I hang around in marketing, branding, advertising groups; that’s my jam. There was a guy in one of the groups I liked who was struggling with a Facebook ad. That Facebook ad was for a plastic surgeon, and it was for breast reconstruction, or augmentation. The ad he was using wasn’t converting well. He was getting clicks and eyeballs, but little to no conversion. I jumped in and offered my expertise as a creative. I said, “Here’s what’s wrong with the ad,” and I dissected it a little bit. I rewrote the ad in the comments section—that’s all I did to start this whole new business.

This one simple act led to about 15 people saying, “Wow, I wish I could write like that!” So, of course, I said, “Hey, if you ever need help, hit me up. Shoot me an email, DM or whatever, I’m happy to help!” That weekend, I was flooded with DMs and emails from all over the world, because these Facebook Groups are global. They are everywhere, and I suddenly had this mass of humanity asking for copywriting help.

I thought, “This is great, people need my help. How the hell am I going to do this? I can’t do this for free.”

The funny thing, of course, is that I would do it for free if I could support my family off of free. I had all of these people who needed help, and wanted to figure out a way to serve them. By the end of that weekend, I told everyone who needed help that it was doable to write ten ads per month for the first ten people who signed up for a low flat rate. Wouldn’t you know it, in about four hours every one of those 10 slots was gone!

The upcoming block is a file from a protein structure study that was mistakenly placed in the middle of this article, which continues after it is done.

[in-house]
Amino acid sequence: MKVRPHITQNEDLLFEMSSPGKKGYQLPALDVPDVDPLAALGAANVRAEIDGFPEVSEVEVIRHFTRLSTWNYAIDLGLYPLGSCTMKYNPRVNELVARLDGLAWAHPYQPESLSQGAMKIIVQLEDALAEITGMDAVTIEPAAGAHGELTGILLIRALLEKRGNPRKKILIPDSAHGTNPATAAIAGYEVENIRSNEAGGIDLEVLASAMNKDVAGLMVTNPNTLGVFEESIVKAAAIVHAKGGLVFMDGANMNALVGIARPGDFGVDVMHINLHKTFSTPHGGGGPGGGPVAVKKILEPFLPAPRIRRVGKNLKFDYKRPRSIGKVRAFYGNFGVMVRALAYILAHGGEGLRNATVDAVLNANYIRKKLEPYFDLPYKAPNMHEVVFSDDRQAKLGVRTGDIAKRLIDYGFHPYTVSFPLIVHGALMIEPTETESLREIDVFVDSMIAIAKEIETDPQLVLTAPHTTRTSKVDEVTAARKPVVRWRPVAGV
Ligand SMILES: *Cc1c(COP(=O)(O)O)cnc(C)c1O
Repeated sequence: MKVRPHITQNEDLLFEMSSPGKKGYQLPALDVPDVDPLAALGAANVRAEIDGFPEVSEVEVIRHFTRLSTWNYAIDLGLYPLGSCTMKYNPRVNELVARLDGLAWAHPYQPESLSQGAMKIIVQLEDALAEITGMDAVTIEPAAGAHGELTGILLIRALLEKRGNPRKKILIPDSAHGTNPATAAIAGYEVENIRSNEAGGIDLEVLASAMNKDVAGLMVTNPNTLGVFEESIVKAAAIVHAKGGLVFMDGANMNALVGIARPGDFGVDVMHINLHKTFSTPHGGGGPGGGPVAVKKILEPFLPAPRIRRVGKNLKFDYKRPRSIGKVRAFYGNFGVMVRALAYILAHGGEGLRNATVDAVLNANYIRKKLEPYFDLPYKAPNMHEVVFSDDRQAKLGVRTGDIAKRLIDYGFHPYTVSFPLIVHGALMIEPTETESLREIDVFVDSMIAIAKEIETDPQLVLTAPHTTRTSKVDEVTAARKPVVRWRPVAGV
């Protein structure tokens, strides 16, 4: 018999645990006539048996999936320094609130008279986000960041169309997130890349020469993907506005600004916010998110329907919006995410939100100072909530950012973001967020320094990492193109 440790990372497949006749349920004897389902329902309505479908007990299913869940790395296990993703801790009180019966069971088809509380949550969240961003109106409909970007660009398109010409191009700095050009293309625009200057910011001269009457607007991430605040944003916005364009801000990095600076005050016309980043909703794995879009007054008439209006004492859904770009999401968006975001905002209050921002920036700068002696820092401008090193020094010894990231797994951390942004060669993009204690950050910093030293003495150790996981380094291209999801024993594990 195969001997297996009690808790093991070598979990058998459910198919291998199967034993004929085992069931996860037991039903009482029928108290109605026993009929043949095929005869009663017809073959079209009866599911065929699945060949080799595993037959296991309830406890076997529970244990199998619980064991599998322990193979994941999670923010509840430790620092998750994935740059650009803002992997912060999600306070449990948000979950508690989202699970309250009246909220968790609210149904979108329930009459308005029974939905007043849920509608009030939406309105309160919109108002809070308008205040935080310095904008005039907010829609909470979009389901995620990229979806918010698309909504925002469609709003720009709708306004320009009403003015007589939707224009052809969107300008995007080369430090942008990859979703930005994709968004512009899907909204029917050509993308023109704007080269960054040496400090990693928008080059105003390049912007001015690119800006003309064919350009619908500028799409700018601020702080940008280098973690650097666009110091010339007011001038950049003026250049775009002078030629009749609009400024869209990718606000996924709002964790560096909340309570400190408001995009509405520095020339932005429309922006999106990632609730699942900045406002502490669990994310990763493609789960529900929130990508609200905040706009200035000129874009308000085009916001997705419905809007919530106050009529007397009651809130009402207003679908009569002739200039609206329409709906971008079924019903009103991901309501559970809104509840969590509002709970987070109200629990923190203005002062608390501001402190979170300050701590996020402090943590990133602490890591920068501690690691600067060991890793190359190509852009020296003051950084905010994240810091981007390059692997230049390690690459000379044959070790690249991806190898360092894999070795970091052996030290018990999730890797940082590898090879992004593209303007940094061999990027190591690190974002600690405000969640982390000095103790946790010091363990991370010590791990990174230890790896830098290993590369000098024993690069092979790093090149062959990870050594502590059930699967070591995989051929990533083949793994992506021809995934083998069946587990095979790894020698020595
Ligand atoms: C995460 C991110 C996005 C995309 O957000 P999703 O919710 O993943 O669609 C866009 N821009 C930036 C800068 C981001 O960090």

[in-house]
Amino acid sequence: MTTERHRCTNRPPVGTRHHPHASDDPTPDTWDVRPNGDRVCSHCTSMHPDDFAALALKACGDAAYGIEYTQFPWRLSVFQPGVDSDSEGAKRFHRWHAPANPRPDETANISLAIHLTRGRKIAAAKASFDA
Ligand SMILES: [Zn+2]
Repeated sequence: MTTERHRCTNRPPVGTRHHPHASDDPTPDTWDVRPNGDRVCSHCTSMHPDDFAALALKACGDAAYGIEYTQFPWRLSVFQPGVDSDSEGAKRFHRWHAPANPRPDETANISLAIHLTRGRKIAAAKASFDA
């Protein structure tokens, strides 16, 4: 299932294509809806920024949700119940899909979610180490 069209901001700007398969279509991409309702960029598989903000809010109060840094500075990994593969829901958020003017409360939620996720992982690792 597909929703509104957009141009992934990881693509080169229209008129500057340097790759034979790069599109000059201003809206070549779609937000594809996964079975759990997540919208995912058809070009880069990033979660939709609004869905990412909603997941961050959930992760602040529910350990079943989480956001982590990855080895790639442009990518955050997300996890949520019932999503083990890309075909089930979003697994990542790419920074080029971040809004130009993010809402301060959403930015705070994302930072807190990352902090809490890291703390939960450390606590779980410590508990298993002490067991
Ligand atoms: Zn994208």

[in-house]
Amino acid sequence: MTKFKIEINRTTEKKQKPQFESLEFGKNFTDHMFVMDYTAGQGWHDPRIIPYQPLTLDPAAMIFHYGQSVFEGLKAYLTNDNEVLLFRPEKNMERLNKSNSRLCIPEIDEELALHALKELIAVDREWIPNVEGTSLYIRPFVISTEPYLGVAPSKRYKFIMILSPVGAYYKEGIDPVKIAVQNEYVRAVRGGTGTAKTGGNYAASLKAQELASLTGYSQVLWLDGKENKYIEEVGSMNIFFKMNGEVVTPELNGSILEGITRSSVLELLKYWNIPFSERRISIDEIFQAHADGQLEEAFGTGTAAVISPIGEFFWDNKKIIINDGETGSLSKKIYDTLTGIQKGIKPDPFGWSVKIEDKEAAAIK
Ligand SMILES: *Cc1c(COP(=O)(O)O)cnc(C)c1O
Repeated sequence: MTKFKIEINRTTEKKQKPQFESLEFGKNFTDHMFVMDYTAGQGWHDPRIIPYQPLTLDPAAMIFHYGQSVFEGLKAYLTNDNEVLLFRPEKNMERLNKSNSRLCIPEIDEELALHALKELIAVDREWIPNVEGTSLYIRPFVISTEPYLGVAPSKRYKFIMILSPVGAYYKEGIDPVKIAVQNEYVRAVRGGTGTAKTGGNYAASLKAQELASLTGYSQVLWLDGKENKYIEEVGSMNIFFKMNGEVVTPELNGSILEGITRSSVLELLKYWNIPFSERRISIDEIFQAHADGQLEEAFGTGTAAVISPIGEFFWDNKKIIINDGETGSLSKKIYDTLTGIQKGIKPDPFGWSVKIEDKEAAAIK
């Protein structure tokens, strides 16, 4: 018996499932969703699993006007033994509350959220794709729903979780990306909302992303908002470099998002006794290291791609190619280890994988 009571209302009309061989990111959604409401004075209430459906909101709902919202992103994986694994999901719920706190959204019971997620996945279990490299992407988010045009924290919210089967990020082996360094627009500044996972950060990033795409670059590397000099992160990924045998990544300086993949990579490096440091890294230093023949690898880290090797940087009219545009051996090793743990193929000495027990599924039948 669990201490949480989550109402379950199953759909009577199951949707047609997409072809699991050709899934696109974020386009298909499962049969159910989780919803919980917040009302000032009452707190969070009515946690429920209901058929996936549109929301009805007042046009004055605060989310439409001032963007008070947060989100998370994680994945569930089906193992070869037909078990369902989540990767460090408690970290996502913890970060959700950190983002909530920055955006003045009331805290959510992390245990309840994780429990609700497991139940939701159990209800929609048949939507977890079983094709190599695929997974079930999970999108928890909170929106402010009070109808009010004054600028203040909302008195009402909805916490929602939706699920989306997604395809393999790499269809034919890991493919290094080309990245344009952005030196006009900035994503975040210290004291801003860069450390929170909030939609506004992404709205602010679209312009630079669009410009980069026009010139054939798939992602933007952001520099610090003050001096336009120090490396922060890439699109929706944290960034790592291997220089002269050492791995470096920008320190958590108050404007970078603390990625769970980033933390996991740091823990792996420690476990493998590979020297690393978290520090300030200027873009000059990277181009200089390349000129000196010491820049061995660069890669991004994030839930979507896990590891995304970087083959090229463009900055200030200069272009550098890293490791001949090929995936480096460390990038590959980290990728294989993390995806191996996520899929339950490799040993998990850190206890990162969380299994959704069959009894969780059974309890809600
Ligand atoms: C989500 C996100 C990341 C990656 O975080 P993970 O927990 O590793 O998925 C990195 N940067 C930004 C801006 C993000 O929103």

At that moment, I knew I had something. I knew there was a business, an itch that needed to be scratched. I just didn’t know how to build it in a way that would be scalable.

The Inspiration for a Memorable Brand

A couple of days passed. My creative collaboration partner Sean, who is now Head Copywriter at Ad Zombies, started texting with me that Sunday night; I remember The Walking Dead was on. He and I were texting about what to call this venture, this little thing that we still didn’t even know what it was going to do, or what it was going to look like, or where it was going to go. But the company name evolved out of us watching The Walking Dead.

Originally, our slogan was Ad Zombies: Bringing Ads Back to Life. But it didn’t really tell people what we do, and you’d have to think and burn some calories trying to figure it out. We quickly evolved it to Ad Zombies: The World’s Best Flat Fee Ad Copywriting Service. The business was born.

Don’t Settle for Less than 100%

Now, why do I love this business as opposed to my other company? The answer is very simple. With Ad Zombies, I get to do 100% of what I love. Let me say that again. With Ad Zombies, I get to do what I love, all the time, every day. That is remarkably freeing, and when you figure out what that is for you, your business can grow—and grow very quickly.